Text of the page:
According to another embodiment of the invention the insert has a frontal blind bore with an internal thread, into which can be screwed a mating threaded pin and by means of the latter the insert can be drawn out of its seat.
The temporary fixing of the insert to the molded part or the like takes place by bonding with a high-speed adhesive, or in certain cases in self-adhesive manner.
Both the process and the inventive insert can also be used in other production processes, in which moldings are produced. These can be ceramic parts or castable or foamable plastic and casting compounds.
Further advantages, features and details of the invention can be gathered from the following description of preferred embodiments with reference to the drawings, wherein:
FIG. 1 is a schematic representation of a process for producing molds and cores;
FIG. 2 is an enlarged side elevation of an insert in accordance with this invention;
FIG. 3 is a side elevation of another embodiment of an insert in accordance with the invention; and
FIG. 4 is an end elevation of the insert according to FIG. 3.
FIG. 1 diagrammatically shows the cold box process, which is also known as the gas-mist process. A core box 1 having an upper part 2 and a lower part 3 contains a core 5, which is molded therein. The molding can also take place in a correspondingly inserted molding or core member.
With the core box 1 is associated a shooting head 6 of a core shooting machine (not shown). By means of corresponding shooting-in holes 7 a suitable sand mixture, e.g. dry quartz sand and liquid two-component binders, can be shot in. The core box 1 then passes into a further station 8 where it is received by a chamber 9 which is shown only schematically. Chamber 9 is supplied by means of a line 10 with a mixture of air and liquid catalyst, which are mixed together in a spraying nozzle 11. In the present embodiment air passes in the direction of arrow 12 and catalyst in the direction of arrow 13 to the spraying nozzle 11, so that complete hardening of the sand mixture takes place.
However, in order that the core box 1 is adequately supplied with the corresponding catalyst mist, nozzles 19 are generally provided towards the core 5 and each core box can contain up to 100 and more such nozzles 19. These nozzles 19 serve to better distribute the catalyst mist, as well as for venting purposes, e.g. through the corresponding vent holes 14.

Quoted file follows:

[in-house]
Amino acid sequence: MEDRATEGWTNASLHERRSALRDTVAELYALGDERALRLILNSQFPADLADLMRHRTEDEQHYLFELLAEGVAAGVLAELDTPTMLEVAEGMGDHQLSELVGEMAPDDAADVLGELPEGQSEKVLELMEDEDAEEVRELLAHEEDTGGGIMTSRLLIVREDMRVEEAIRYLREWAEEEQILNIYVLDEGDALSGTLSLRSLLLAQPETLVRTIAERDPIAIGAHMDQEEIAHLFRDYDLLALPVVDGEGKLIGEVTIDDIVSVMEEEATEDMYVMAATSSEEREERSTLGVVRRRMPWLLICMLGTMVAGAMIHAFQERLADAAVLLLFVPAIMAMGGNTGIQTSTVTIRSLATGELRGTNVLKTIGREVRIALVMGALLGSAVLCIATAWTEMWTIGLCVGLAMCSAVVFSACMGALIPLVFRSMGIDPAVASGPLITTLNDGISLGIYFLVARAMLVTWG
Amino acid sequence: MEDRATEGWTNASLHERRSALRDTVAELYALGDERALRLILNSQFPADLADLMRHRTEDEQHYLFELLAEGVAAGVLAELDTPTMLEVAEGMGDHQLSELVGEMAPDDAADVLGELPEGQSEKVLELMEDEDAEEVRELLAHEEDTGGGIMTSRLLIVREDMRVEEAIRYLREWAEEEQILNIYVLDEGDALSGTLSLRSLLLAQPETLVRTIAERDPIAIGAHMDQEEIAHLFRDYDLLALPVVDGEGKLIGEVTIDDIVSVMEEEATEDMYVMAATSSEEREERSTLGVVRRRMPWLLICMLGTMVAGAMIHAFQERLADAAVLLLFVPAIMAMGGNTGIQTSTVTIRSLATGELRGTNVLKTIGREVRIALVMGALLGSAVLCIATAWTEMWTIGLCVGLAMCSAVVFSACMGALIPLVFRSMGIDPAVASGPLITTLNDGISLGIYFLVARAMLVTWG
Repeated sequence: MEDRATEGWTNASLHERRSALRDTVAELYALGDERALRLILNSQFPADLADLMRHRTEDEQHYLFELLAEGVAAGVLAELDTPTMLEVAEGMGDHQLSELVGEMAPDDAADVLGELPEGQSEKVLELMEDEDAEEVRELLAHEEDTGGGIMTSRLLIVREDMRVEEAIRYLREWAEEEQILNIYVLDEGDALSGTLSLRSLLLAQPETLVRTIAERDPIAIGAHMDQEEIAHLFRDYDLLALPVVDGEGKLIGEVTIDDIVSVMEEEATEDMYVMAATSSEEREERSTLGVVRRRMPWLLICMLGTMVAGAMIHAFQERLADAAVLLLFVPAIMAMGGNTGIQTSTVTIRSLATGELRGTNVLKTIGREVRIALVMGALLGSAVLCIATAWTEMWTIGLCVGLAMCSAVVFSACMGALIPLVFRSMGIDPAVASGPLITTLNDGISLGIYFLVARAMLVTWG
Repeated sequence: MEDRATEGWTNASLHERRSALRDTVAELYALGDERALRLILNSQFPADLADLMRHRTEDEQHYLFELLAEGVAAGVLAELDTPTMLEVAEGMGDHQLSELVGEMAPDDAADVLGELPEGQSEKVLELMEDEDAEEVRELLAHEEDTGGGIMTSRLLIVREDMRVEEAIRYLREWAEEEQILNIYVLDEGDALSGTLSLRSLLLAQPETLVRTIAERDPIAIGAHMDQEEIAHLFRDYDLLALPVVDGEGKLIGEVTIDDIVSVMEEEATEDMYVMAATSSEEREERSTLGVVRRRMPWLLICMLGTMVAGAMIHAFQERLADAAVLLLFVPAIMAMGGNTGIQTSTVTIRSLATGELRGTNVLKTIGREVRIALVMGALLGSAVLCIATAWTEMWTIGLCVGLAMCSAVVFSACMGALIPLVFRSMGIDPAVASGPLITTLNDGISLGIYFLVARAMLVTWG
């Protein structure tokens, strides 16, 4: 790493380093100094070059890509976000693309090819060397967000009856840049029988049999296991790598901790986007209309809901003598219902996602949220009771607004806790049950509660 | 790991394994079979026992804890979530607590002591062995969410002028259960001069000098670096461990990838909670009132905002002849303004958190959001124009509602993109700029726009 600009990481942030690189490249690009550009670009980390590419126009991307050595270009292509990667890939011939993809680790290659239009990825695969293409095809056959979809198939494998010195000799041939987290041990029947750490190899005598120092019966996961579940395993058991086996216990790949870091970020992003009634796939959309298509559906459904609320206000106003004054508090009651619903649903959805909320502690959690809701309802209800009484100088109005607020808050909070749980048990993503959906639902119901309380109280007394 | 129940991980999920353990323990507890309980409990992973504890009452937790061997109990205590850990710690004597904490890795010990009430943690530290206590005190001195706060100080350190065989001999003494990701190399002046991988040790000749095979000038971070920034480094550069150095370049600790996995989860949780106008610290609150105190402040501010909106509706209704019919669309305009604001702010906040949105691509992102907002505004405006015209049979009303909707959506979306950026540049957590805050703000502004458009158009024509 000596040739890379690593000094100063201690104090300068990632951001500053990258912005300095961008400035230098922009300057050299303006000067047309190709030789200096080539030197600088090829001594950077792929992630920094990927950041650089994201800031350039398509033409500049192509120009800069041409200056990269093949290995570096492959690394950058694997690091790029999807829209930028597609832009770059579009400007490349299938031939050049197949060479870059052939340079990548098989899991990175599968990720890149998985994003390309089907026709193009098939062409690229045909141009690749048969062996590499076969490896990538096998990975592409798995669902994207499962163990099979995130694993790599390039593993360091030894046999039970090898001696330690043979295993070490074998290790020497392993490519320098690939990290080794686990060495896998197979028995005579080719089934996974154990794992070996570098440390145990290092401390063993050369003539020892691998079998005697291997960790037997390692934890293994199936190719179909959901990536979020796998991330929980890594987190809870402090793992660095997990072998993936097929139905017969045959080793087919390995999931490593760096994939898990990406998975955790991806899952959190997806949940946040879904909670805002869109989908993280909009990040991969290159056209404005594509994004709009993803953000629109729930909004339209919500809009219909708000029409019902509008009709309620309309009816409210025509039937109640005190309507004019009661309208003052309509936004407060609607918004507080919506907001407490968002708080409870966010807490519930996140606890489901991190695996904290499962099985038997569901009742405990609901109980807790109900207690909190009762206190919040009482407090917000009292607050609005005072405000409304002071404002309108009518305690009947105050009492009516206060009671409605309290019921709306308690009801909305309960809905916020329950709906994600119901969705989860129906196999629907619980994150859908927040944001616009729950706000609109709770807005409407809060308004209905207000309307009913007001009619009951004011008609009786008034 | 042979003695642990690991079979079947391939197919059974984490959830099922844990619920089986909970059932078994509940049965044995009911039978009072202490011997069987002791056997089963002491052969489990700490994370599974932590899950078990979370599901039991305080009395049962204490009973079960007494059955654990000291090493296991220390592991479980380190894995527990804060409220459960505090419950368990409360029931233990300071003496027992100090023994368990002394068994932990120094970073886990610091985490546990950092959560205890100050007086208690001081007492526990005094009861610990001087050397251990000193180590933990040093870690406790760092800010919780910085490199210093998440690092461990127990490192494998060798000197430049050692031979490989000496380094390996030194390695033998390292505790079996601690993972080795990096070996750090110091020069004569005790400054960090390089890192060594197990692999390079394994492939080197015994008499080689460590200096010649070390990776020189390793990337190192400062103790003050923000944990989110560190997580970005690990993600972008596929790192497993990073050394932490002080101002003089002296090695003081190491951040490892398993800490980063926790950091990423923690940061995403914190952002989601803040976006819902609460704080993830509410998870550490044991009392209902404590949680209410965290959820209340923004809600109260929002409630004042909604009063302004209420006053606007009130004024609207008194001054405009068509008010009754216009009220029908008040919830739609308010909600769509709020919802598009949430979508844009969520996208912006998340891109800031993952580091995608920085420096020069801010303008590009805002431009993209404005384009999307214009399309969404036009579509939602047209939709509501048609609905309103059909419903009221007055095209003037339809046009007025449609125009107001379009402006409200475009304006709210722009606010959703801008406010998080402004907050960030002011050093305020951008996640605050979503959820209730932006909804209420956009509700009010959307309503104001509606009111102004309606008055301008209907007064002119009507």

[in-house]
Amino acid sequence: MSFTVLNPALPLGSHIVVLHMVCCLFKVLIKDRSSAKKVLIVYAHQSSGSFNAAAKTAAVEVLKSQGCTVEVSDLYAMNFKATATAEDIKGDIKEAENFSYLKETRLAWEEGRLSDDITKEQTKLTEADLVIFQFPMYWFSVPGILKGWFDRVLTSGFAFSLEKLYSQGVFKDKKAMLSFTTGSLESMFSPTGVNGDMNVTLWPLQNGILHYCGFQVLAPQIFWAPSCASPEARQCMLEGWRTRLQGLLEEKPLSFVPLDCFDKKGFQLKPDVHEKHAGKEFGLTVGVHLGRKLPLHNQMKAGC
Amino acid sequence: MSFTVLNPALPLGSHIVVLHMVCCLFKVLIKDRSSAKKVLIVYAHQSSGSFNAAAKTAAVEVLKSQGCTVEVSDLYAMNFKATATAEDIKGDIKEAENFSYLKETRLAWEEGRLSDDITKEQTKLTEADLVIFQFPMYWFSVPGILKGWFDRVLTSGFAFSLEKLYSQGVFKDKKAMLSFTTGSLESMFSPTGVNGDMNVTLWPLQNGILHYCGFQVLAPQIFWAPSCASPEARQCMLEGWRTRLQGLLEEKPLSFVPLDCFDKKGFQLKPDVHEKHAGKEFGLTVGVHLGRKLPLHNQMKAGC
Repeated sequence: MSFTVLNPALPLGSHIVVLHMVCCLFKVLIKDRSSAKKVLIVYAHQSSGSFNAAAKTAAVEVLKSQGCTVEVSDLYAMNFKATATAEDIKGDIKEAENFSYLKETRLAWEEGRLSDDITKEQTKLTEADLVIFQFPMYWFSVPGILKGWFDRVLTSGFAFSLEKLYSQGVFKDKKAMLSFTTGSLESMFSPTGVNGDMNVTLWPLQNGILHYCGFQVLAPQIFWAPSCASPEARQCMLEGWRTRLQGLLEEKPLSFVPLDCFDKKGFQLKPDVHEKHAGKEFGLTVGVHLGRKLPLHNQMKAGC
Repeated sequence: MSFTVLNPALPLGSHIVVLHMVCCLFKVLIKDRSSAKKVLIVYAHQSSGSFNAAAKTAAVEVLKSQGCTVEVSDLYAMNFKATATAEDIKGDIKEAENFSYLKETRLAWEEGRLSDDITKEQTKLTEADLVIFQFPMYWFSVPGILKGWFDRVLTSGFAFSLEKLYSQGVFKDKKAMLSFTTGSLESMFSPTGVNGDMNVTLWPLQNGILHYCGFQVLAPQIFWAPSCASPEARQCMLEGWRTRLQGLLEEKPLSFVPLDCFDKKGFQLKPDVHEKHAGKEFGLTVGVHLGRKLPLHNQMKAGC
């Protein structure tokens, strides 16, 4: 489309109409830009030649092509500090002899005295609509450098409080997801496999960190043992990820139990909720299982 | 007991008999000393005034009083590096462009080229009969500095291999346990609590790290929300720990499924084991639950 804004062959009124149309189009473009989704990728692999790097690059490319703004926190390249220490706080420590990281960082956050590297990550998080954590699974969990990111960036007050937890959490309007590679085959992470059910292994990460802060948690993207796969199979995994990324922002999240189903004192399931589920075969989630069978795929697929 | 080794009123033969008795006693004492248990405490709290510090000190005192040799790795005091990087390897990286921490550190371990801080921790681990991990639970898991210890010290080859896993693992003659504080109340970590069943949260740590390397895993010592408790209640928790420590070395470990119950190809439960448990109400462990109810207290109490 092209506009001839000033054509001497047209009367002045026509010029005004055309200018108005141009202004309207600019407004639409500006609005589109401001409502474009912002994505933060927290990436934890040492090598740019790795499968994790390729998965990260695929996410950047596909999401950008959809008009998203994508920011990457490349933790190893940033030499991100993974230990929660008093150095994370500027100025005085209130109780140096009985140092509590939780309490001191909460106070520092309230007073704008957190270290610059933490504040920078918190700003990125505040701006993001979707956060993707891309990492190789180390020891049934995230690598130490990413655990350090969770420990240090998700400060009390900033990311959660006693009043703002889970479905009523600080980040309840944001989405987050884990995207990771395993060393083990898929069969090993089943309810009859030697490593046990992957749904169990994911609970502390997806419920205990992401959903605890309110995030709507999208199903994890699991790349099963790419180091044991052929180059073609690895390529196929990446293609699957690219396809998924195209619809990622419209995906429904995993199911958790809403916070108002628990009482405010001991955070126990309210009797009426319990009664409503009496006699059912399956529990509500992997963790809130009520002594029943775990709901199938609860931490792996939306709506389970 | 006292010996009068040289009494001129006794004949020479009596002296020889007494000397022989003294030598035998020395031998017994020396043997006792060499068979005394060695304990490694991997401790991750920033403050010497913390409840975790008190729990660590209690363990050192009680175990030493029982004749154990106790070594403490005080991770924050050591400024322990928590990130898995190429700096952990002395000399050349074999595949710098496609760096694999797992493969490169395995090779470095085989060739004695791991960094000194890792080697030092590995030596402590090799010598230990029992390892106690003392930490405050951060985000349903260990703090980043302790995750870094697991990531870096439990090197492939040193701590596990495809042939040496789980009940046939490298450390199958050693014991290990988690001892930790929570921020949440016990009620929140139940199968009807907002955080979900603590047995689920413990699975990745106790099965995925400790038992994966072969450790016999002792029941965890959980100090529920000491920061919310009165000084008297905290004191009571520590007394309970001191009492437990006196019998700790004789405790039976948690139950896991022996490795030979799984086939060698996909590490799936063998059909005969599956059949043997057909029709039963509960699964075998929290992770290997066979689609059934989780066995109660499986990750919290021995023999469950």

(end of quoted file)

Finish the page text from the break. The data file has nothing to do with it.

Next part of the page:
In the cold box process, the catalyst mist passes through an exhaust air duct 15 into a container 16 with cleaning liquid 17. The cleaned mist can then escape into the atmosphere in accordance with arrow 18.
Following the molding of the core box 1, but prior to filling, the nozzles 19 must be inserted in the core box 1. To facilitate the insertion thereof, inserts 20 are placed or bonded in the core box 1 or molding to be produced and their dimensions correspond to those of the nozzles 19.
In the embodiment shown in FIG. 2, insert 20 is connected to a compressed air line 21. In order to remove insert 20, compressed air is fed in via compressed air line 21 and consequently the insert 20 is shot out of its seat in the core box.
FIG. 3 shows another embodiment of an insert 20a, which has a shaped-on part 22. In the use position, the latter projects from the shaped inner wall into the interior of core box 1, so that the insert 20a can be drawn out with a suitable tool or can be knocked out of its seat.
FIGS. 3 and 4 also show another possible variant, where there is no need for the shaped-on part 22. In this third embodiment of an insert 20b, the latter is provided in its front face 23 with a blind hole 24, which has an internal thread 25, into which can be screwed a mating threaded pin and consequently insert 20b can be drawn out of its seat.
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|FR2232376A1 *||Title not available|
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|Citing Patent||Filing date||Publication date||Applicant||Title|
|US20100319705 *||Feb 12, 2010||Dec 23, 2010||Ralph Thomas||Multiple cannula systems and methods|
|U.S. Classification||164/19, 164/234, 164/410|
|May 23, 1995||REMI||Maintenance fee reminder mailed|
|Oct 10, 1995||FPAY||Fee payment|
Year of fee payment: 4
|Oct 10, 1995||SULP||Surcharge for late payment|
|Oct 15, 1995||LAPS||Lapse for failure to pay maintenance fees|
|Dec 26, 1995||FP||Expired due to failure to pay maintenance fee|
Effective date: 19951018